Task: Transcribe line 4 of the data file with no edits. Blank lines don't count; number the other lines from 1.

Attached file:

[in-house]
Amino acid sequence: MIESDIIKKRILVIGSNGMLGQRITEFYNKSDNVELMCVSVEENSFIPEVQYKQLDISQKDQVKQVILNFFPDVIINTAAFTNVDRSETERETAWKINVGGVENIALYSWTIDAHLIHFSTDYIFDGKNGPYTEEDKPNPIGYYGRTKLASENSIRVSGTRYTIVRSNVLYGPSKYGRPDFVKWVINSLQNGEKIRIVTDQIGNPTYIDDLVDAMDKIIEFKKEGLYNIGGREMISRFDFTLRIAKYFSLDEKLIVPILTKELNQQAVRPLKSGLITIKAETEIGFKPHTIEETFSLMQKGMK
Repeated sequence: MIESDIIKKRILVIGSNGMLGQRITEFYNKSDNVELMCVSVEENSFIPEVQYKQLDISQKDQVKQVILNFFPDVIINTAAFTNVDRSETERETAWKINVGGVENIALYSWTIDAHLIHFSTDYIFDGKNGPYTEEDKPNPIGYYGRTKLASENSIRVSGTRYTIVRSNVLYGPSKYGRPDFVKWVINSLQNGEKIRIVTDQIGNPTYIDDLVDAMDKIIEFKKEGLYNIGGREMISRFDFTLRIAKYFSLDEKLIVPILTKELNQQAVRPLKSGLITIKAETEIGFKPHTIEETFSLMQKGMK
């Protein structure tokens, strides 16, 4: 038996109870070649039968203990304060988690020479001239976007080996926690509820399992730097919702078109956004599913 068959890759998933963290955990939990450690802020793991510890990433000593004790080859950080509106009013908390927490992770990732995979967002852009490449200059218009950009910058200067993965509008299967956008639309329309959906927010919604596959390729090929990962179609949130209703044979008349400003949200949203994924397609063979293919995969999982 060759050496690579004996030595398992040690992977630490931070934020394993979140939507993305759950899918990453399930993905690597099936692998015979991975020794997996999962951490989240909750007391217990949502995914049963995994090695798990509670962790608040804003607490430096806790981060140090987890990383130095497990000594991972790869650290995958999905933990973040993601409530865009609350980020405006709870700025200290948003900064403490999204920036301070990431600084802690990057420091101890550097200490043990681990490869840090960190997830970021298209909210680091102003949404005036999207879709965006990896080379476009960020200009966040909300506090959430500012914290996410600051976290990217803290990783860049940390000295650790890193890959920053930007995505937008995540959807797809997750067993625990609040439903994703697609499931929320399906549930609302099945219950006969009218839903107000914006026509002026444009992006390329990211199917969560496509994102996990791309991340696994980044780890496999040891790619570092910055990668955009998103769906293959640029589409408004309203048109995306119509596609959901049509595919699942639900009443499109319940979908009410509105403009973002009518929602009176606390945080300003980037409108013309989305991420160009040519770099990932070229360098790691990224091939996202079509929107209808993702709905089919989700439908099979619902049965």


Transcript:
């Protein structure tokens, strides 16, 4: 038996109870070649039968203990304060988690020479001239976007080996926690509820399992730097919702078109956004599913 068959890759998933963290955990939990450690802020793991510890990433000593004790080859950080509106009013908390927490992770990732995979967002852009490449200059218009950009910058200067993965509008299967956008639309329309959906927010919604596959390729090929990962179609949130209703044979008349400003949200949203994924397609063979293919995969999982 060759050496690579004996030595398992040690992977630490931070934020394993979140939507993305759950899918990453399930993905690597099936692998015979991975020794997996999962951490989240909750007391217990949502995914049963995994090695798990509670962790608040804003607490430096806790981060140090987890990383130095497990000594991972790869650290995958999905933990973040993601409530865009609350980020405006709870700025200290948003900064403490999204920036301070990431600084802690990057420091101890550097200490043990681990490869840090960190997830970021298209909210680091102003949404005036999207879709965006990896080379476009960020200009966040909300506090959430500012914290996410600051976290990217803290990783860049940390000295650790890193890959920053930007995505937008995540959807797809997750067993625990609040439903994703697609499931929320399906549930609302099945219950006969009218839903107000914006026509002026444009992006390329990211199917969560496509994102996990791309991340696994980044780890496999040891790619570092910055990668955009998103769906293959640029589409408004309203048109995306119509596609959901049509595919699942639900009443499109319940979908009410509105403009973002009518929602009176606390945080300003980037409108013309989305991420160009040519770099990932070229360098790691990224091939996202079509929107209808993702709905089919989700439908099979619902049965």